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compliance

Hong Kong's Securities and Futures Commission has fined MIS Services Limited, formerly Standard Chartered Investment Services HKD3million for an astonishing breach of regulations: it failed to have in post staff who met the qualifying requirements. The breach is not trivial: it lasted for nine years. It raises questions over the performance of the company, its parent(s) and the regulator.

Clearly there was oversight when there should have been supervision.

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Standard Chartered Bank has been ordered to pay SGD5.2m and Coutts (at the relevant time part of Royal Bank of Scotland) to pay SGD2.4 million for breaches of the Monetary Authority of Singapore's counter-money laundering requirements. It's also a slap in the face for Malaysia's Prime Minister Najib because the penalties arise from compliance failures relating to 1MDB, Najib's flagship project. There is also the minor matter of a Goldman Sachs employee and false statements.

The decision by US messaging service WhatsApp to allow its parent company, Facebook, access to user's data raises enormous questions for compliance and ethics teams in financial institutions, law firms and many other businesses. Should Compliance Officers now ban the use of WhatsApp for both transactional messaging and communications with clients? And should data protection registrars now issue warnings as to the release of client-related data? In fact, should the app now be banned entirely from all mobile devices used in any way for work purposes?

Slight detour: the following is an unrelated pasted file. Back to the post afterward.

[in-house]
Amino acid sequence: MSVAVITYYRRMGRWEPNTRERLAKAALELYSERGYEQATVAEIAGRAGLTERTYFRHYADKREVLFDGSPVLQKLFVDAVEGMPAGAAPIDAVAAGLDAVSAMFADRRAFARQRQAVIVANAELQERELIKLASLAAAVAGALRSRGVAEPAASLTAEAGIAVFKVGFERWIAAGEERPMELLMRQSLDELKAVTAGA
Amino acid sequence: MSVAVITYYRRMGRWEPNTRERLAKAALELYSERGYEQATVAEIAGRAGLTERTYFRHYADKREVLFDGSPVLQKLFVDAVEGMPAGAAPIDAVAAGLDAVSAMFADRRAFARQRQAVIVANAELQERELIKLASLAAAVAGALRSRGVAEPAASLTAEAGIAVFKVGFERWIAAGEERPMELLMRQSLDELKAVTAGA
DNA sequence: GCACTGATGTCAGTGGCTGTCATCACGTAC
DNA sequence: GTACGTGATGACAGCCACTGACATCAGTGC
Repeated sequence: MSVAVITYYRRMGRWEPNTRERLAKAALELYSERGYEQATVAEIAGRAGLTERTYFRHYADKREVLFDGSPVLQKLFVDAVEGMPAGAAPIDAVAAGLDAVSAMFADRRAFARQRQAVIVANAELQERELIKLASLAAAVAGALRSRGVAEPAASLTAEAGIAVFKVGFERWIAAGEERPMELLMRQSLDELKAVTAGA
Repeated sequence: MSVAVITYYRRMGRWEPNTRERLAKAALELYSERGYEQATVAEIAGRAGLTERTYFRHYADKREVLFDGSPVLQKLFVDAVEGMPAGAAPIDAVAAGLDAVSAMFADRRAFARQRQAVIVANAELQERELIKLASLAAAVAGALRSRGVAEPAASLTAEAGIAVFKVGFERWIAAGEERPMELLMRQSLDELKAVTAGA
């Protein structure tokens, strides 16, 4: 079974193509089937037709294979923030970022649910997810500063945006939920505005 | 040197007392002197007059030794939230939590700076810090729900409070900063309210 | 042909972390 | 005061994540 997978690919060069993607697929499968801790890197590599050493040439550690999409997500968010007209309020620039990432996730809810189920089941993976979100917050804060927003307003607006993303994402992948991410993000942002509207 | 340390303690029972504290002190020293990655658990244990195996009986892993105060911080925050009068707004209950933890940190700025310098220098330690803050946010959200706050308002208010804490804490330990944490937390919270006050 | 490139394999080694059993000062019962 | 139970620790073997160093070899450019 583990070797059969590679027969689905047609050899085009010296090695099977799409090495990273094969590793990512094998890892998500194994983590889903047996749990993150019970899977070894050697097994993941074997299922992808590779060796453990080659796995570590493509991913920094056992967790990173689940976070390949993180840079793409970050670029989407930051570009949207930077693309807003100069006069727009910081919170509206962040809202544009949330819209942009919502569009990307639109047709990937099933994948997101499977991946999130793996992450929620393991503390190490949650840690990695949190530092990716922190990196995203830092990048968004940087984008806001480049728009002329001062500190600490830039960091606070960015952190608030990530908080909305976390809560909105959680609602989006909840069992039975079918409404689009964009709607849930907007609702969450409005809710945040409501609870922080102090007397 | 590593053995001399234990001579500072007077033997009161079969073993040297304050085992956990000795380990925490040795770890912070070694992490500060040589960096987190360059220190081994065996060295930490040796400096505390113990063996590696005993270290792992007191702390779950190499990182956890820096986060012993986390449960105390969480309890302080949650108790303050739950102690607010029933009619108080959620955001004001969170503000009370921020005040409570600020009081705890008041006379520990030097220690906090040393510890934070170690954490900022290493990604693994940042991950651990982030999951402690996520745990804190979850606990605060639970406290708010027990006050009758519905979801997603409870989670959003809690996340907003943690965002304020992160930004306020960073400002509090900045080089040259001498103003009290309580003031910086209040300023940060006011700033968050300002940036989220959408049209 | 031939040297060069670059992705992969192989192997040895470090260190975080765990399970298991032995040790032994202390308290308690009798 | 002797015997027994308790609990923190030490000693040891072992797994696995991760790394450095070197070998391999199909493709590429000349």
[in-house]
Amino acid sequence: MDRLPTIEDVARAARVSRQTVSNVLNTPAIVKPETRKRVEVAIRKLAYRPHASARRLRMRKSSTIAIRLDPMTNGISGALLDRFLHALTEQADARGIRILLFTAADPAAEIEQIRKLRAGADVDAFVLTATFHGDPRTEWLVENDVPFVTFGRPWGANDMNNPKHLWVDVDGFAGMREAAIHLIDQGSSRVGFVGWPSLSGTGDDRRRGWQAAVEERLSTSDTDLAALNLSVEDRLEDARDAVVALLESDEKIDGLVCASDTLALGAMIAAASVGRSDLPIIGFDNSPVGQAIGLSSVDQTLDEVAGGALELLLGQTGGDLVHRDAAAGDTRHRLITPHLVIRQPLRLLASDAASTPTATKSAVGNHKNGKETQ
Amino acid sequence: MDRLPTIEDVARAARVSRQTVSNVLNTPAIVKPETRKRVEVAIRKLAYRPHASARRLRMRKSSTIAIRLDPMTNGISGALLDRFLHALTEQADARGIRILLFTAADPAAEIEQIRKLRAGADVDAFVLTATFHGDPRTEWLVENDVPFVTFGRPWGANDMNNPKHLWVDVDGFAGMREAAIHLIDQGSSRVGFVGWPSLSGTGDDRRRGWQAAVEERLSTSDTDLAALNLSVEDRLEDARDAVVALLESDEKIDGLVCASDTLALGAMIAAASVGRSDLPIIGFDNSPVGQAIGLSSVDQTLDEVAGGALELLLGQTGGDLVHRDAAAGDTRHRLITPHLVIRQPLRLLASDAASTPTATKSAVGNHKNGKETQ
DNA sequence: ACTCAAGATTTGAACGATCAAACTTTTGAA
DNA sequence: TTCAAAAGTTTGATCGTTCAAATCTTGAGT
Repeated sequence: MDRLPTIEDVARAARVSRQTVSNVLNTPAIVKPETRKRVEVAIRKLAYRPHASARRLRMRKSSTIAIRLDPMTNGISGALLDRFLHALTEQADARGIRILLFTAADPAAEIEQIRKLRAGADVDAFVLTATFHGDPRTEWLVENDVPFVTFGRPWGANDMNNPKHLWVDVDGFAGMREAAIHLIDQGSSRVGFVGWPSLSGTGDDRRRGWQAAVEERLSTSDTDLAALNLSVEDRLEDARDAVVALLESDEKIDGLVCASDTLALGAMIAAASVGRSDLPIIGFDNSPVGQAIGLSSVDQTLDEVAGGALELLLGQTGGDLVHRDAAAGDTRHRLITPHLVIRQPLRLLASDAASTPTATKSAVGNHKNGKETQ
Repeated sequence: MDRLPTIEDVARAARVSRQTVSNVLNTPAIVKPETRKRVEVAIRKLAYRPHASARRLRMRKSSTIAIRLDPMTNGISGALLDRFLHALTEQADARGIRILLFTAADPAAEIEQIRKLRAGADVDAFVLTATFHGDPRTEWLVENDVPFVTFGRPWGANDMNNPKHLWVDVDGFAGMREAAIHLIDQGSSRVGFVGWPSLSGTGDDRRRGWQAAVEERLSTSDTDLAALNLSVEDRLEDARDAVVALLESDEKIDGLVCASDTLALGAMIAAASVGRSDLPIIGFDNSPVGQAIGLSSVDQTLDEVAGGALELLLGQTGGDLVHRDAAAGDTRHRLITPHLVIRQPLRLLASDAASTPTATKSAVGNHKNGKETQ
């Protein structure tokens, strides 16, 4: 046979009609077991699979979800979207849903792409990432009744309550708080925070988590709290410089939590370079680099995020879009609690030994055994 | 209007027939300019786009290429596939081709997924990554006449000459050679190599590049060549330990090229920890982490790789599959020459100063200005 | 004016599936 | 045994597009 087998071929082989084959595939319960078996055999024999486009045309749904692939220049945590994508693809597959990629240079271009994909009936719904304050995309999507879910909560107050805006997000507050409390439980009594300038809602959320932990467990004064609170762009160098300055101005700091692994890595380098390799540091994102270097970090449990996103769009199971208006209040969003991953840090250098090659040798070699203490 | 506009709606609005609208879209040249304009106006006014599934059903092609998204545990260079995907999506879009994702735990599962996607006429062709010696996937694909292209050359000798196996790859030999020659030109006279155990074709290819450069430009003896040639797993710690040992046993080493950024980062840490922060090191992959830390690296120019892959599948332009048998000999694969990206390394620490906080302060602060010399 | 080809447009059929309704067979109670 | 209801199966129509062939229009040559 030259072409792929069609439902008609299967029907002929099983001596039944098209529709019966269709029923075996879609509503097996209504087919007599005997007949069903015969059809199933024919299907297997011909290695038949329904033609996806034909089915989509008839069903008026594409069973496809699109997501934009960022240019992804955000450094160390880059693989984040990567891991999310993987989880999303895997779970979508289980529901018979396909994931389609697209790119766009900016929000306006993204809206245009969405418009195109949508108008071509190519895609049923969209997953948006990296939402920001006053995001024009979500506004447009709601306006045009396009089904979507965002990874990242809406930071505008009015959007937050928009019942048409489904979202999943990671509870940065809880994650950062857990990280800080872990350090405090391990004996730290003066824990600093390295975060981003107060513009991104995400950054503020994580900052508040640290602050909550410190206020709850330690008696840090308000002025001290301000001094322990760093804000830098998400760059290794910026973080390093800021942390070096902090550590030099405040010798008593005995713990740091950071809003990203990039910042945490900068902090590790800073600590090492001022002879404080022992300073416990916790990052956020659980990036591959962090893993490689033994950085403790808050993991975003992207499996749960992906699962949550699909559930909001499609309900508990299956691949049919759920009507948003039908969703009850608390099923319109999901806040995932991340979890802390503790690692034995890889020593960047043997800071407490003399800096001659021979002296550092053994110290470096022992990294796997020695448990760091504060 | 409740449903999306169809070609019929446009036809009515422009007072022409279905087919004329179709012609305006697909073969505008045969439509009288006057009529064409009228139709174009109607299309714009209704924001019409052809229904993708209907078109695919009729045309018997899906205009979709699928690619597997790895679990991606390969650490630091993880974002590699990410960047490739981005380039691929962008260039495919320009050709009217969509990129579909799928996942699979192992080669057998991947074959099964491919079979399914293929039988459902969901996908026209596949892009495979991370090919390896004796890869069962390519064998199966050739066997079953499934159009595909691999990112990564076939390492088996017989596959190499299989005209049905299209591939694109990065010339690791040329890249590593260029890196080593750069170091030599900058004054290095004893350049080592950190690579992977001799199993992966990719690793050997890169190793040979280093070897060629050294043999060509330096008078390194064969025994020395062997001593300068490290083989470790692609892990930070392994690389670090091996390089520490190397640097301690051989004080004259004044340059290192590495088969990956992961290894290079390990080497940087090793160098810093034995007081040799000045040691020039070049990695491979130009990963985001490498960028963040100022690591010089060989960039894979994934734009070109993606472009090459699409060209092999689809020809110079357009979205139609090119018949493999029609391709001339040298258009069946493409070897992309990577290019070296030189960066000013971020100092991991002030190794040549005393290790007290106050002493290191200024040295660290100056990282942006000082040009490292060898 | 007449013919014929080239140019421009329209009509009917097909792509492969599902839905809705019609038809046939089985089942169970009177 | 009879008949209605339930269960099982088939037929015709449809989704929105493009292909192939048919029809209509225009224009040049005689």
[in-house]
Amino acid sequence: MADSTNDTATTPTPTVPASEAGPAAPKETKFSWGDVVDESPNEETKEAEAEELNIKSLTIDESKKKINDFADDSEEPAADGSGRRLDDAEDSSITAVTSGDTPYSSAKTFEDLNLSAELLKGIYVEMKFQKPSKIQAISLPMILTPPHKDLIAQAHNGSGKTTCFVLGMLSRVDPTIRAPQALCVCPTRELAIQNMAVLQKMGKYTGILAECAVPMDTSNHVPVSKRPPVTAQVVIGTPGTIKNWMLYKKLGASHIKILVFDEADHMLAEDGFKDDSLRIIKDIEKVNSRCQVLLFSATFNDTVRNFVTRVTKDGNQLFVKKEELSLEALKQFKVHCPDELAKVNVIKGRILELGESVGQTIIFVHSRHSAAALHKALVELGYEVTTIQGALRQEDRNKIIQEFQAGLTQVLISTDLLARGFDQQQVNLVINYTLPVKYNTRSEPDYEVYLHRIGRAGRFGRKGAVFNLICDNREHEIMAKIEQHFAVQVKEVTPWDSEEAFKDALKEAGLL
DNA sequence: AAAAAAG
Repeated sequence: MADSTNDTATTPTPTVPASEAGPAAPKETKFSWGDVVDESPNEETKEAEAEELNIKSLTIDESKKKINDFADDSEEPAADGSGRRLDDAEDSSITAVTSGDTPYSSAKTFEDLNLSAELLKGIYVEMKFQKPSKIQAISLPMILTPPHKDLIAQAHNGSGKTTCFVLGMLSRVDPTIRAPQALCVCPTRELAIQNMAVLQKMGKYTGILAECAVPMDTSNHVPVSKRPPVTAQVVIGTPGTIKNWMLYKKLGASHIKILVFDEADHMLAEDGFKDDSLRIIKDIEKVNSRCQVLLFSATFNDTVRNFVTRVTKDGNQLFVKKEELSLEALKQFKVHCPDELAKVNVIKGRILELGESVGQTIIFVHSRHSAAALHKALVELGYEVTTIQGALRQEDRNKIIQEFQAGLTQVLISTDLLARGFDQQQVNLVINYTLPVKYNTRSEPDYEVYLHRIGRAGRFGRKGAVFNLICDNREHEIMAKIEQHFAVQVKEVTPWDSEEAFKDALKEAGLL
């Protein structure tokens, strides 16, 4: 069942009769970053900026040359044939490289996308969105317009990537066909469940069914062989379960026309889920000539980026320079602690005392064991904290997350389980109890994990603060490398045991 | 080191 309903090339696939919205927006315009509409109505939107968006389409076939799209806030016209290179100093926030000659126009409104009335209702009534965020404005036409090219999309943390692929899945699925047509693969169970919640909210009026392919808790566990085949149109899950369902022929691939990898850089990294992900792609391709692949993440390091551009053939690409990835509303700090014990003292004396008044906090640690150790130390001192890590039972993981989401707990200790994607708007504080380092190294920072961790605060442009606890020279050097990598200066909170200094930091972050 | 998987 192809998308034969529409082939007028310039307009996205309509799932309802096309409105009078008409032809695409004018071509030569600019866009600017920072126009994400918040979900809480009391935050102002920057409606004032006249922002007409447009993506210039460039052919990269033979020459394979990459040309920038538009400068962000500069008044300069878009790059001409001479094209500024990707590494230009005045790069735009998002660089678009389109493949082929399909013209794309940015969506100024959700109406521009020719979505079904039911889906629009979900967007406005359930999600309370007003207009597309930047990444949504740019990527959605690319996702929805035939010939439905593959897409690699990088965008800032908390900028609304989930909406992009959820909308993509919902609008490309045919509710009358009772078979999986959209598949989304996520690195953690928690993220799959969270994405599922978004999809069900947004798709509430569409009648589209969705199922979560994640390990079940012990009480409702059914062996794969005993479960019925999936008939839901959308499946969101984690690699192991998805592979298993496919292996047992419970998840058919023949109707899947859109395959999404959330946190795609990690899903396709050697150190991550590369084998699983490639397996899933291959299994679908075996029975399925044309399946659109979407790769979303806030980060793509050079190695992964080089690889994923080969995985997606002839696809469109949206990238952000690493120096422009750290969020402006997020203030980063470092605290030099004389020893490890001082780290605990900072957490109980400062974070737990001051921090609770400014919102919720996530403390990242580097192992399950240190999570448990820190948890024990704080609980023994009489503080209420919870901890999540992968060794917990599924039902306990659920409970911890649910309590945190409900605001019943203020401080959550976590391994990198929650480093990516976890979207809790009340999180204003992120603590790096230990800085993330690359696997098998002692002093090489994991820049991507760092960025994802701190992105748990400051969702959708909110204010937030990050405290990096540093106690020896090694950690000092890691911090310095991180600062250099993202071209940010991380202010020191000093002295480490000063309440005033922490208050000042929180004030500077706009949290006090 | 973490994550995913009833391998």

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Carlo V di Florio, Director, Office of Compliance Inspections and Examination at the USA's Securities and Exchange Commission says that compliance and ethics are each an integral part of risk management in all businesses but especially in the financial sector were reputation greatly matters to the individual, to individual businesses to the industry as a whole and, ultimately, to the entire country. He was speaking to the National Society of Compliance Professionals on 17 October 2011.

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Ocean Bank of Miami, Florida, has been issued with penalties by the Federal Deposit Indemnity Corporation, Florida Office of Financial Regulation and FinCEN in respect of a series of breaches of the Bank Secrecy Act and other anti-money laundering laws and regulations. The bank neither admits nor denies the allegations.

The USA's Internal Revenue Service and the Financial Crimes Enforcement Network (FinCEN) have announced that a small subset of individuals with only signature authority required to file the Report of Foreign Bank and Financial Accounts (FBARs) will receive a one-year extension beyond the previously notified filing date of 30 June, 2011.

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Hong Kong's Securities and Futures Commission has severely reprimanded Selina & Co Limited and reprimanded a director who, despite having responsibility for compliance matters, paid only nominal attention to those duties. It's the case that created new resolve at the SFC that compliance failures would no longer be dealt with by reprimand only.

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